Officials expressed cautious optimism at the end of two days of talks between six world powers and Iran over its disputed nuclear program. Iran and the U.N. Security Council's permanent five members, the United States, Britain, France, China, and Russia, plus Germany, agreed for technical experts to meet in Istanbul on March 18, and to reconvene full negotiations in Kazakhstan on April 5 and 6. The P5 +1 offered to reduce some sanctions on Iran if the country scales back its nuclear program, which the West fears is intended for weapons development. European Union foreign policy chief and the P5 +1 lead negotiator Catherine Ashton said, "The proposals we put forward are designed to build in confidence and enable us to move forward." Iran's lead negotiator, Saeed Jalili said there was a long way to go, but this was a "positive step" and stated, "Some of the points raised were more realistic compared to what they [P5 +1] said in the past." The six world powers want Iran to stop enriching uranium to 20 percent, which can more easily be turned into weapons grade material, and export its current stockpiles of highly enriched uranium. Additionally, they want Iran to shut down its underground Fordo enrichment plant. Western diplomats cautioned that there was no substantive progress, but some analysts say there was an important development, and a major breakthrough was not expected in this round of talks. Meanwhile, the U.S. lawmakers will introduce a bill on Wednesday that will expand sanctions on Iran, and images released Wednesday raised suspicions that Iran is working toward producing plutonium at its Arak facility.
The United States is considering a shift in policy on Syria as Russia looks to the United States to urge the Syrian opposition to participate in peace talks. According to U.S. officials, the administration is considering sending opposition fighters body armor and armed vehicles, and additionally might provide military training. The United States has avoided sending weapons to the rebels, but has provided communications equipment to the opposition and given millions of dollars in humanitarian assistance. In a meeting in Berlin between U.S. Secretary of State John Kerry and Russian Foreign Minister Sergei Lavrov, Russia called for the United States to urge for the Syrian opposition to drop President Bashar al-Assad's resignation as a precondition for direct talks with the Syrian regime. Meanwhile, according to a Human Rights Watch report released Tuesday, the Syrian government fired at least four ballistic missiles last week, hitting civilian neighborhoods in the northern city of Aleppo. Human Rights Watch estimated that more than 141 people were killed in the strikes including 71 children. This is the first time in the two-year conflict that the regime has fired as many missiles into residential areas.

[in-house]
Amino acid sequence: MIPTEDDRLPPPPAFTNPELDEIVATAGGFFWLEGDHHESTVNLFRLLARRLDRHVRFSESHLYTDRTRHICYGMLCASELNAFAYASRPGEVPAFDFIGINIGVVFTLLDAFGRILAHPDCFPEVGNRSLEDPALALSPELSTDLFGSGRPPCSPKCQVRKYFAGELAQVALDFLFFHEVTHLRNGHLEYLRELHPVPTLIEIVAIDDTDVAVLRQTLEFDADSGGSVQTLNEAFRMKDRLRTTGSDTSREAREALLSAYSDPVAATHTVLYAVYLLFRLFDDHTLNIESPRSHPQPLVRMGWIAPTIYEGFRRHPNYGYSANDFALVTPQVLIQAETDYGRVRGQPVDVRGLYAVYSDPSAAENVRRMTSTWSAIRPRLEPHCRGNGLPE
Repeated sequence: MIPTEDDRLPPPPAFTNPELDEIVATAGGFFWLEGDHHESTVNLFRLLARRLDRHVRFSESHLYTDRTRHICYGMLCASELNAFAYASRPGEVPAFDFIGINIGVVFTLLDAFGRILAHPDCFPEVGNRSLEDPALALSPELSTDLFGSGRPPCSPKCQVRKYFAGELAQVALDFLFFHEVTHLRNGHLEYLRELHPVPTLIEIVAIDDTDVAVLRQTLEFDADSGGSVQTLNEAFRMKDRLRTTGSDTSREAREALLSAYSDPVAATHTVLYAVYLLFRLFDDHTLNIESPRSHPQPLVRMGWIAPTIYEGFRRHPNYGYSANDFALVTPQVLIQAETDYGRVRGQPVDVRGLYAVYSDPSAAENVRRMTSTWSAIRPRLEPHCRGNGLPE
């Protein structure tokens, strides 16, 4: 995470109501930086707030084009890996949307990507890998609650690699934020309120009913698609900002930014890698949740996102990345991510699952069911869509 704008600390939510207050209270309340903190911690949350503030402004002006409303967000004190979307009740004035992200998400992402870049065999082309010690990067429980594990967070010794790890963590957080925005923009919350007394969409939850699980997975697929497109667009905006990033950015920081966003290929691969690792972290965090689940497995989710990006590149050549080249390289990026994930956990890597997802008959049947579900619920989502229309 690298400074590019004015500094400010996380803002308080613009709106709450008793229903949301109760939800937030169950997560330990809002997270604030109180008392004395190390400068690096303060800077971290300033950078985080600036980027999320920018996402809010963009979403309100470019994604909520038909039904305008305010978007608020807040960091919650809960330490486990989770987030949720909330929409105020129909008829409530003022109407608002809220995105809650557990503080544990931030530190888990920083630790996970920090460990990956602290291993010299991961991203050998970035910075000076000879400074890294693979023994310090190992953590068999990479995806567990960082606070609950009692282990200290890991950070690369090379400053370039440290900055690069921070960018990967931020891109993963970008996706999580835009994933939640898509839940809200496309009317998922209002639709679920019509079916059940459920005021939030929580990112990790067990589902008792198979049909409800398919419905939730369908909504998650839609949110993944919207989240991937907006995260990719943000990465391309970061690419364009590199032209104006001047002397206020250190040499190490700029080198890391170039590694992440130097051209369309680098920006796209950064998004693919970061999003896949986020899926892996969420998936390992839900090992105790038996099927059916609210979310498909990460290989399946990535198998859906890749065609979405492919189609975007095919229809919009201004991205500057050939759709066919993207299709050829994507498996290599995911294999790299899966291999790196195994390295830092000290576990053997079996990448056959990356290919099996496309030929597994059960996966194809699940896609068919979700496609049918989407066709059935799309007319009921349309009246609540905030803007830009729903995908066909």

Arguments and Analysis
John Kerry should challenge the hawks on Syria (Jonathan Steele, The Guardian)
"Arming the rebels is not going to change the military situation, which is stalemated. The government army cannot win nor can the rebels. Adding more weaponry will merely raise the amount of killing, and make it even harder to deliver aid to the millions who have had to flee their homes. It also risks putting more guns in the hands of the jihadis and Salafis who are conducting most of the attacks as well as planting bombs in Damascus and Aleppo that kill civilians. No doubt, if there is a change of US policy, it will be argued that the aim is to arm the "moderates", but with the chaos on the ground, where a hundred disparate local brigades compete for the best weaponry, there is little to stop US arms gravitating to the most ruthless.
Little can save Syria now. Even if talks started and were eventually successful in producing a government of national unity and a democratic constitution, the hardline jihadis would not accept the result. The country will probably be condemned to bloodshed on the pattern of Iraq, where car bombs and suicide bombs kill hundreds every month. But even that would be better than the all-consuming civil war that is Syria's fate today.
As a man who saw the folly of the Vietnam war in his youth, Kerry should have the wisdom to choose a better course. Where his predecessor was a hawk on the issue, he needs to confront the SNC and the Washington rightwingers who back them, and say Khatib had the better vision."
The Royals' New Rules: Backsliding In Bahrain (Amy Austin Holmes, The Cairo Review of Global Affairs)
"The Al Khalifas of Bahrain, the Sunni family which has lorded over the Shia-majority population since 1783, has a long history of thwarting revolutionary uprisings. They've recently added five new tactics to their repertoire. My own experience with their new strategy happened on January 29, when I landed at the airport in Manama. Although wary of the fact that a number of journalists, NGOs, European MPs, and activists had been denied entry into Bahrain, I thought I was low profile enough to get in. Other than speaking about Bahrain at a few small academic conferences, I didn't think I had done anything to earn a spot on anyone's blacklist. And thanks to the glacially slow nature of academic publishing, my research on Bahrain had not yet appeared in print. I found it therefore all the more disconcerting when I was denied entry and instead put on a flight to Qatar for "security reasons." When I attempted to protest the decision, telling them that I was allowed in during my last visit, I was simply told: "Everyone knows about your last trip." While nation-states have the right to decide who may or may not cross their borders, the government of Bahrain has been systematically denying access to virtually any outside observers."
--By Jennifer Parker and Mary Casey
The Middle East Channel offers unique analysis and insights on this diverse and vital region of more than 400 million.